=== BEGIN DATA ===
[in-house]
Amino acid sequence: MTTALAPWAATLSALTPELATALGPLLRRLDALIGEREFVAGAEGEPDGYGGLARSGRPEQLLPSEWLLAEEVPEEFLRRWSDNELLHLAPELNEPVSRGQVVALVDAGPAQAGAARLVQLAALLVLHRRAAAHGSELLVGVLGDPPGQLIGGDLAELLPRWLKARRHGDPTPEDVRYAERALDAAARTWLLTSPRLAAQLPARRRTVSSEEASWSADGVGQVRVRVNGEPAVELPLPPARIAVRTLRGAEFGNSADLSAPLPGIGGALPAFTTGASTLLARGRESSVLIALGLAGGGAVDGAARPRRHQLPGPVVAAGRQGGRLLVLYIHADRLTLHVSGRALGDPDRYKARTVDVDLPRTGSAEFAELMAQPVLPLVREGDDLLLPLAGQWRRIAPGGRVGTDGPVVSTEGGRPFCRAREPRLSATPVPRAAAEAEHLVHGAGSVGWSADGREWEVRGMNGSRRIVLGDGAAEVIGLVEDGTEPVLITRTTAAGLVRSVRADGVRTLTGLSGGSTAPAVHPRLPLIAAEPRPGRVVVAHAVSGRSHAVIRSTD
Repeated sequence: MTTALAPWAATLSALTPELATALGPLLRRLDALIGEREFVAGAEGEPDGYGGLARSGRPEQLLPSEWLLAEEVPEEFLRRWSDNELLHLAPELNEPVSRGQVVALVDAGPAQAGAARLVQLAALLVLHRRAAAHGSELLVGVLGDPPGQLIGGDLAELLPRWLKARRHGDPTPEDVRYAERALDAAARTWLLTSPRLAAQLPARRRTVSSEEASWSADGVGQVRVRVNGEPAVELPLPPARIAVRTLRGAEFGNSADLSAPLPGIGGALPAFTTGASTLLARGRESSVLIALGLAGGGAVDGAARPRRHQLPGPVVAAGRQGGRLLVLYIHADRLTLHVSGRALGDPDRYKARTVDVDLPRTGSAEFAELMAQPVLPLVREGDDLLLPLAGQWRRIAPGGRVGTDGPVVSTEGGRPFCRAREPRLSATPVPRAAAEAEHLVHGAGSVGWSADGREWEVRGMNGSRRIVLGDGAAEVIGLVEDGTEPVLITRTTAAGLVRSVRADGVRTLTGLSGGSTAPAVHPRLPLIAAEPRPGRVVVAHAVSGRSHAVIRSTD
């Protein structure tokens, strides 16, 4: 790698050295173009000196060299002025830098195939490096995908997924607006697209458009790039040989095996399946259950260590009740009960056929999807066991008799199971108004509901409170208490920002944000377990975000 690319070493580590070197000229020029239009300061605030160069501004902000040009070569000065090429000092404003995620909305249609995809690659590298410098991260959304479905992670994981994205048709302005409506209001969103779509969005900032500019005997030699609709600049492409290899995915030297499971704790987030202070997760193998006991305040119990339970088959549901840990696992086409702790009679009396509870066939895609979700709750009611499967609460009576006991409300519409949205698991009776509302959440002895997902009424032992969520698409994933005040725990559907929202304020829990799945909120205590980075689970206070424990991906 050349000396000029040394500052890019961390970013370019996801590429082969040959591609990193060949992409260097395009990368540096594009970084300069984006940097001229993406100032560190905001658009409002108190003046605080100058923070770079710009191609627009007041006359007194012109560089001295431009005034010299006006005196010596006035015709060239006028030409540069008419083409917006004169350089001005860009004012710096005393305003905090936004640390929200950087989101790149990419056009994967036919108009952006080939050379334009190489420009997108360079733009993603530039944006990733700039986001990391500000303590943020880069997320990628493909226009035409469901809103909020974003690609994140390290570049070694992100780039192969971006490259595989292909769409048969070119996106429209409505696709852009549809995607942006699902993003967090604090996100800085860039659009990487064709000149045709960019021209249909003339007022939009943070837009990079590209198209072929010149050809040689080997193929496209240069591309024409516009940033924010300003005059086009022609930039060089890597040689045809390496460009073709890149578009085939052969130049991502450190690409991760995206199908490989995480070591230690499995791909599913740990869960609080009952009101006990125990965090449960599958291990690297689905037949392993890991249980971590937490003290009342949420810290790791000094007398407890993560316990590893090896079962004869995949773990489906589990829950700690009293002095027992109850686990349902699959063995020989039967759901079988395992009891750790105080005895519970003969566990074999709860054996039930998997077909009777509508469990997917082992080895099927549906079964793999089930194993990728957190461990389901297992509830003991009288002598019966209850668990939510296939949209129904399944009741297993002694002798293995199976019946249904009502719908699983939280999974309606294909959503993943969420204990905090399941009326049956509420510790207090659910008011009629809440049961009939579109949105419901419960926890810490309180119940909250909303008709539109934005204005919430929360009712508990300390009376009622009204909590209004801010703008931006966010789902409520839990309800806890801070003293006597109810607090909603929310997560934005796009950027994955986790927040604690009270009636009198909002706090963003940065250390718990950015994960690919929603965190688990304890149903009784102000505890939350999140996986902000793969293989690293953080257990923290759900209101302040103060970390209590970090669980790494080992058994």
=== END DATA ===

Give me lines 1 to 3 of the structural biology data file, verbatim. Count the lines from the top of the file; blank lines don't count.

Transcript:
[in-house]
Amino acid sequence: MTTALAPWAATLSALTPELATALGPLLRRLDALIGEREFVAGAEGEPDGYGGLARSGRPEQLLPSEWLLAEEVPEEFLRRWSDNELLHLAPELNEPVSRGQVVALVDAGPAQAGAARLVQLAALLVLHRRAAAHGSELLVGVLGDPPGQLIGGDLAELLPRWLKARRHGDPTPEDVRYAERALDAAARTWLLTSPRLAAQLPARRRTVSSEEASWSADGVGQVRVRVNGEPAVELPLPPARIAVRTLRGAEFGNSADLSAPLPGIGGALPAFTTGASTLLARGRESSVLIALGLAGGGAVDGAARPRRHQLPGPVVAAGRQGGRLLVLYIHADRLTLHVSGRALGDPDRYKARTVDVDLPRTGSAEFAELMAQPVLPLVREGDDLLLPLAGQWRRIAPGGRVGTDGPVVSTEGGRPFCRAREPRLSATPVPRAAAEAEHLVHGAGSVGWSADGREWEVRGMNGSRRIVLGDGAAEVIGLVEDGTEPVLITRTTAAGLVRSVRADGVRTLTGLSGGSTAPAVHPRLPLIAAEPRPGRVVVAHAVSGRSHAVIRSTD
Repeated sequence: MTTALAPWAATLSALTPELATALGPLLRRLDALIGEREFVAGAEGEPDGYGGLARSGRPEQLLPSEWLLAEEVPEEFLRRWSDNELLHLAPELNEPVSRGQVVALVDAGPAQAGAARLVQLAALLVLHRRAAAHGSELLVGVLGDPPGQLIGGDLAELLPRWLKARRHGDPTPEDVRYAERALDAAARTWLLTSPRLAAQLPARRRTVSSEEASWSADGVGQVRVRVNGEPAVELPLPPARIAVRTLRGAEFGNSADLSAPLPGIGGALPAFTTGASTLLARGRESSVLIALGLAGGGAVDGAARPRRHQLPGPVVAAGRQGGRLLVLYIHADRLTLHVSGRALGDPDRYKARTVDVDLPRTGSAEFAELMAQPVLPLVREGDDLLLPLAGQWRRIAPGGRVGTDGPVVSTEGGRPFCRAREPRLSATPVPRAAAEAEHLVHGAGSVGWSADGREWEVRGMNGSRRIVLGDGAAEVIGLVEDGTEPVLITRTTAAGLVRSVRADGVRTLTGLSGGSTAPAVHPRLPLIAAEPRPGRVVVAHAVSGRSHAVIRSTD